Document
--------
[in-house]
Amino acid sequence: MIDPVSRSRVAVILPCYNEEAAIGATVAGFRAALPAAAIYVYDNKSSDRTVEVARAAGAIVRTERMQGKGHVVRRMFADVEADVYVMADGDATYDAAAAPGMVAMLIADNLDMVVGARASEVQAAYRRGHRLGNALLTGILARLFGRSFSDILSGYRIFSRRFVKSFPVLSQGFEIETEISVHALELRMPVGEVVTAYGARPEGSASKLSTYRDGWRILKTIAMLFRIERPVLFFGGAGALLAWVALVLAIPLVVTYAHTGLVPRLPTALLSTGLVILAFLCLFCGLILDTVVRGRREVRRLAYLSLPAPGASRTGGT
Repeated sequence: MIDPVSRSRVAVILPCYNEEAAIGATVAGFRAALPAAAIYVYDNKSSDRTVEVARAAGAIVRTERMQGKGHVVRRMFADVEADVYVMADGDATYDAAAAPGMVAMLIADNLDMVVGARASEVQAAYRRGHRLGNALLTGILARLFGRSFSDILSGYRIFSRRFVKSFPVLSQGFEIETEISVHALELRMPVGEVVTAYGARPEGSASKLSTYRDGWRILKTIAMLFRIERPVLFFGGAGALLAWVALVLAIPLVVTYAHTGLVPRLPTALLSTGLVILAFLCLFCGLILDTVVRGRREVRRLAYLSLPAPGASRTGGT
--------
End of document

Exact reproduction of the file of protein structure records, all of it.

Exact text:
[in-house]
Amino acid sequence: MIDPVSRSRVAVILPCYNEEAAIGATVAGFRAALPAAAIYVYDNKSSDRTVEVARAAGAIVRTERMQGKGHVVRRMFADVEADVYVMADGDATYDAAAAPGMVAMLIADNLDMVVGARASEVQAAYRRGHRLGNALLTGILARLFGRSFSDILSGYRIFSRRFVKSFPVLSQGFEIETEISVHALELRMPVGEVVTAYGARPEGSASKLSTYRDGWRILKTIAMLFRIERPVLFFGGAGALLAWVALVLAIPLVVTYAHTGLVPRLPTALLSTGLVILAFLCLFCGLILDTVVRGRREVRRLAYLSLPAPGASRTGGT
Repeated sequence: MIDPVSRSRVAVILPCYNEEAAIGATVAGFRAALPAAAIYVYDNKSSDRTVEVARAAGAIVRTERMQGKGHVVRRMFADVEADVYVMADGDATYDAAAAPGMVAMLIADNLDMVVGARASEVQAAYRRGHRLGNALLTGILARLFGRSFSDILSGYRIFSRRFVKSFPVLSQGFEIETEISVHALELRMPVGEVVTAYGARPEGSASKLSTYRDGWRILKTIAMLFRIERPVLFFGGAGALLAWVALVLAIPLVVTYAHTGLVPRLPTALLSTGLVILAFLCLFCGLILDTVVRGRREVRRLAYLSLPAPGASRTGGT